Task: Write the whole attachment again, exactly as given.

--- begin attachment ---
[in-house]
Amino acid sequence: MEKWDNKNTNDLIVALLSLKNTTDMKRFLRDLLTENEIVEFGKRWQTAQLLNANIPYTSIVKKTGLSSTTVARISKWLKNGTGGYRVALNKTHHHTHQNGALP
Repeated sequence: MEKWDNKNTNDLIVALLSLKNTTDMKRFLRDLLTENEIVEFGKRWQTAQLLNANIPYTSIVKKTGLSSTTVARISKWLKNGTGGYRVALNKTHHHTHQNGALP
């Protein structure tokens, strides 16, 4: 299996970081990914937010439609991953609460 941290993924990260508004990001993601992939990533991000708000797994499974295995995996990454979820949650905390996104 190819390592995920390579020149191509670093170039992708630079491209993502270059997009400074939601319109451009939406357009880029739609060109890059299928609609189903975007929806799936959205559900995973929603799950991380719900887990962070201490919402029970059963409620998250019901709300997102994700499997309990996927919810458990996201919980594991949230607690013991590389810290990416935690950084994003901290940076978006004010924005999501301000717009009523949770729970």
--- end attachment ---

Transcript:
[in-house]
Amino acid sequence: MEKWDNKNTNDLIVALLSLKNTTDMKRFLRDLLTENEIVEFGKRWQTAQLLNANIPYTSIVKKTGLSSTTVARISKWLKNGTGGYRVALNKTHHHTHQNGALP
Repeated sequence: MEKWDNKNTNDLIVALLSLKNTTDMKRFLRDLLTENEIVEFGKRWQTAQLLNANIPYTSIVKKTGLSSTTVARISKWLKNGTGGYRVALNKTHHHTHQNGALP
């Protein structure tokens, strides 16, 4: 299996970081990914937010439609991953609460 941290993924990260508004990001993601992939990533991000708000797994499974295995995996990454979820949650905390996104 190819390592995920390579020149191509670093170039992708630079491209993502270059997009400074939601319109451009939406357009880029739609060109890059299928609609189903975007929806799936959205559900995973929603799950991380719900887990962070201490919402029970059963409620998250019901709300997102994700499997309990996927919810458990996201919980594991949230607690013991590389810290990416935690950084994003901290940076978006004010924005999501301000717009009523949770729970």